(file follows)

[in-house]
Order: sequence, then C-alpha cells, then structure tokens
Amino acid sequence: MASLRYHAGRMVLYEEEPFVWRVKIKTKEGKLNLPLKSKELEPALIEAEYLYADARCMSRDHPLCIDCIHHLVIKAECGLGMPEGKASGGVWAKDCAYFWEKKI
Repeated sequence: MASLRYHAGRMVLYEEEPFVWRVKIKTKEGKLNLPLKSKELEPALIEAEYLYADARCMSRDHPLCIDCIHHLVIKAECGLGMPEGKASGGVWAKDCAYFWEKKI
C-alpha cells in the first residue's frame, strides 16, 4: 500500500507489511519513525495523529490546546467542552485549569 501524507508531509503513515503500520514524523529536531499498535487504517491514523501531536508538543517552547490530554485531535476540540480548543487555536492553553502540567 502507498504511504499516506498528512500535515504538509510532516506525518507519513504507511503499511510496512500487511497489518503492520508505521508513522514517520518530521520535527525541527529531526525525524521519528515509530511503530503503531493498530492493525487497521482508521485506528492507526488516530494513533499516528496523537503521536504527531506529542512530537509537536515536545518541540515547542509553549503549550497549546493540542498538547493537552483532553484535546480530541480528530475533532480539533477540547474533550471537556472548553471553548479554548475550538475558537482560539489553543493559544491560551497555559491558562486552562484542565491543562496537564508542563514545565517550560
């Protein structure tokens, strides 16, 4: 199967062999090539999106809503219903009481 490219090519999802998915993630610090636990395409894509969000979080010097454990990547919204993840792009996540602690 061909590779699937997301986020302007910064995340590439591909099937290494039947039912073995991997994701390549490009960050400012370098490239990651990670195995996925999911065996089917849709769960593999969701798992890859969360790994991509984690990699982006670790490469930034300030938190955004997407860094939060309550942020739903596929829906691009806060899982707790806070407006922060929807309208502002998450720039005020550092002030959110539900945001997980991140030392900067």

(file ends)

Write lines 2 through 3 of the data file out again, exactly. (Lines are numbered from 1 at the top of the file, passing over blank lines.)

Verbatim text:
Order: sequence, then C-alpha cells, then structure tokens
Amino acid sequence: MASLRYHAGRMVLYEEEPFVWRVKIKTKEGKLNLPLKSKELEPALIEAEYLYADARCMSRDHPLCIDCIHHLVIKAECGLGMPEGKASGGVWAKDCAYFWEKKI